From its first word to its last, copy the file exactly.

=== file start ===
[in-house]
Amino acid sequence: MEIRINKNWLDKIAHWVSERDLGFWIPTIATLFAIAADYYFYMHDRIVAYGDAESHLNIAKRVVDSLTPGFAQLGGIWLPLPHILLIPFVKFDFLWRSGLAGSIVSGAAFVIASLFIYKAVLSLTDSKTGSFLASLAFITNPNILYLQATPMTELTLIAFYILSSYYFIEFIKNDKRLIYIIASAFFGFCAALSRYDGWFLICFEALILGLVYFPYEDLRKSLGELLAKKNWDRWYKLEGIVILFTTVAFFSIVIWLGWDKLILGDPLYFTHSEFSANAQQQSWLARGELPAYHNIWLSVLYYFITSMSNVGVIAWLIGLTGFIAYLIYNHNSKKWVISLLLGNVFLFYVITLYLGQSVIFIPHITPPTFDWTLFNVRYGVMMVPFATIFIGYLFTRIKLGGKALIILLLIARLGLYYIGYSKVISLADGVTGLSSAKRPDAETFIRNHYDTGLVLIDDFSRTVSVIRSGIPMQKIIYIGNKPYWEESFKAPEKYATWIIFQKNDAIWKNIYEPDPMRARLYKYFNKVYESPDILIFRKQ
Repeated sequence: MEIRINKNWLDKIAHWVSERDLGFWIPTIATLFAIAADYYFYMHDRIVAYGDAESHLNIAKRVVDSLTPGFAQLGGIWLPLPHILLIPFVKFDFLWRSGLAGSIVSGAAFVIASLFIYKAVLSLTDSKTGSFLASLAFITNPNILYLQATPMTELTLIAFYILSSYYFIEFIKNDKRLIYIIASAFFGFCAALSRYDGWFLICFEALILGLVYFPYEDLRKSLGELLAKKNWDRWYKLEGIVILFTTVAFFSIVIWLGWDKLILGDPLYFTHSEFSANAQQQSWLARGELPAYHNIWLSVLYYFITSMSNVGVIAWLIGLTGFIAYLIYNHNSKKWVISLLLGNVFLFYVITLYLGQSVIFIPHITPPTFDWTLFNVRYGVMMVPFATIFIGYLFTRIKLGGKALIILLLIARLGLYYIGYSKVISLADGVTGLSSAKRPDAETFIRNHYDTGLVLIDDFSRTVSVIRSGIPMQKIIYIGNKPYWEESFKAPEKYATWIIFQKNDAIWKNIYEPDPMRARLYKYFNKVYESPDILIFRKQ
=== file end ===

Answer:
[in-house]
Amino acid sequence: MEIRINKNWLDKIAHWVSERDLGFWIPTIATLFAIAADYYFYMHDRIVAYGDAESHLNIAKRVVDSLTPGFAQLGGIWLPLPHILLIPFVKFDFLWRSGLAGSIVSGAAFVIASLFIYKAVLSLTDSKTGSFLASLAFITNPNILYLQATPMTELTLIAFYILSSYYFIEFIKNDKRLIYIIASAFFGFCAALSRYDGWFLICFEALILGLVYFPYEDLRKSLGELLAKKNWDRWYKLEGIVILFTTVAFFSIVIWLGWDKLILGDPLYFTHSEFSANAQQQSWLARGELPAYHNIWLSVLYYFITSMSNVGVIAWLIGLTGFIAYLIYNHNSKKWVISLLLGNVFLFYVITLYLGQSVIFIPHITPPTFDWTLFNVRYGVMMVPFATIFIGYLFTRIKLGGKALIILLLIARLGLYYIGYSKVISLADGVTGLSSAKRPDAETFIRNHYDTGLVLIDDFSRTVSVIRSGIPMQKIIYIGNKPYWEESFKAPEKYATWIIFQKNDAIWKNIYEPDPMRARLYKYFNKVYESPDILIFRKQ
Repeated sequence: MEIRINKNWLDKIAHWVSERDLGFWIPTIATLFAIAADYYFYMHDRIVAYGDAESHLNIAKRVVDSLTPGFAQLGGIWLPLPHILLIPFVKFDFLWRSGLAGSIVSGAAFVIASLFIYKAVLSLTDSKTGSFLASLAFITNPNILYLQATPMTELTLIAFYILSSYYFIEFIKNDKRLIYIIASAFFGFCAALSRYDGWFLICFEALILGLVYFPYEDLRKSLGELLAKKNWDRWYKLEGIVILFTTVAFFSIVIWLGWDKLILGDPLYFTHSEFSANAQQQSWLARGELPAYHNIWLSVLYYFITSMSNVGVIAWLIGLTGFIAYLIYNHNSKKWVISLLLGNVFLFYVITLYLGQSVIFIPHITPPTFDWTLFNVRYGVMMVPFATIFIGYLFTRIKLGGKALIILLLIARLGLYYIGYSKVISLADGVTGLSSAKRPDAETFIRNHYDTGLVLIDDFSRTVSVIRSGIPMQKIIYIGNKPYWEESFKAPEKYATWIIFQKNDAIWKNIYEPDPMRARLYKYFNKVYESPDILIFRKQ